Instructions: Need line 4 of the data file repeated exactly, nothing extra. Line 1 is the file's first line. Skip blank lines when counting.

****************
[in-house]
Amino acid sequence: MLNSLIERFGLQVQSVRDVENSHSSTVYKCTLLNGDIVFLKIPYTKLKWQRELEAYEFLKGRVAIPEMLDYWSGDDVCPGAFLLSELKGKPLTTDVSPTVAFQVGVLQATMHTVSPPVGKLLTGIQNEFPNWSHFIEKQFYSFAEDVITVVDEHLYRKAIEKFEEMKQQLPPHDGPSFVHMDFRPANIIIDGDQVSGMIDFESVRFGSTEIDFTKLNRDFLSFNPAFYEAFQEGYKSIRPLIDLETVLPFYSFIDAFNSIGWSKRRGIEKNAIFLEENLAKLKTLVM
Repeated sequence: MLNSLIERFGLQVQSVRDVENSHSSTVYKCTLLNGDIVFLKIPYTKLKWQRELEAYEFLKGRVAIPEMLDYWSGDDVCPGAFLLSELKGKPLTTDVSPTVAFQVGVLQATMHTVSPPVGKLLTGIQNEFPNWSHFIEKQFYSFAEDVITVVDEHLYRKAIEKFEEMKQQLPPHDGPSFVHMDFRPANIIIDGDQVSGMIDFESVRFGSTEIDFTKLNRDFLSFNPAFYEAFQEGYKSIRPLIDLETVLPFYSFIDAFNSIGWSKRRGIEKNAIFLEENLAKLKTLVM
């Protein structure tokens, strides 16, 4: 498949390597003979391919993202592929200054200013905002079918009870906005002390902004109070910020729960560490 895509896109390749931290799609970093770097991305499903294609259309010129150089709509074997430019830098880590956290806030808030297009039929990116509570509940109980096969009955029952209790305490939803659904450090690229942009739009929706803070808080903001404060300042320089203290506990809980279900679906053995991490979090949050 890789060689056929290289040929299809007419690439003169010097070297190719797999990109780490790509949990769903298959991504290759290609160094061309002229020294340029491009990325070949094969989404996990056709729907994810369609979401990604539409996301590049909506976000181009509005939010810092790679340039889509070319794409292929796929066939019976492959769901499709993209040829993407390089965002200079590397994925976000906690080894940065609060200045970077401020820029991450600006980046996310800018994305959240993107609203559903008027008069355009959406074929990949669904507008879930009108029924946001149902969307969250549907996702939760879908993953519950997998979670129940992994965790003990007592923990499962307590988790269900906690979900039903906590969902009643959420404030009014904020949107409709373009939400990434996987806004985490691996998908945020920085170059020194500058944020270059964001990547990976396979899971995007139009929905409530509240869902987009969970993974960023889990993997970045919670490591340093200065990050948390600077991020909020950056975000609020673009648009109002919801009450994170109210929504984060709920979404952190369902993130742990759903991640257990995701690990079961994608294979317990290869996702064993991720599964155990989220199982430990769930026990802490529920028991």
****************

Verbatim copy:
């Protein structure tokens, strides 16, 4: 498949390597003979391919993202592929200054200013905002079918009870906005002390902004109070910020729960560490 895509896109390749931290799609970093770097991305499903294609259309010129150089709509074997430019830098880590956290806030808030297009039929990116509570509940109980096969009955029952209790305490939803659904450090690229942009739009929706803070808080903001404060300042320089203290506990809980279900679906053995991490979090949050 890789060689056929290289040929299809007419690439003169010097070297190719797999990109780490790509949990769903298959991504290759290609160094061309002229020294340029491009990325070949094969989404996990056709729907994810369609979401990604539409996301590049909506976000181009509005939010810092790679340039889509070319794409292929796929066939019976492959769901499709993209040829993407390089965002200079590397994925976000906690080894940065609060200045970077401020820029991450600006980046996310800018994305959240993107609203559903008027008069355009959406074929990949669904507008879930009108029924946001149902969307969250549907996702939760879908993953519950997998979670129940992994965790003990007592923990499962307590988790269900906690979900039903906590969902009643959420404030009014904020949107409709373009939400990434996987806004985490691996998908945020920085170059020194500058944020270059964001990547990976396979899971995007139009929905409530509240869902987009969970993974960023889990993997970045919670490591340093200065990050948390600077991020909020950056975000609020673009648009109002919801009450994170109210929504984060709920979404952190369902993130742990759903991640257990995701690990079961994608294979317990290869996702064993991720599964155990989220199982430990769930026990802490529920028991």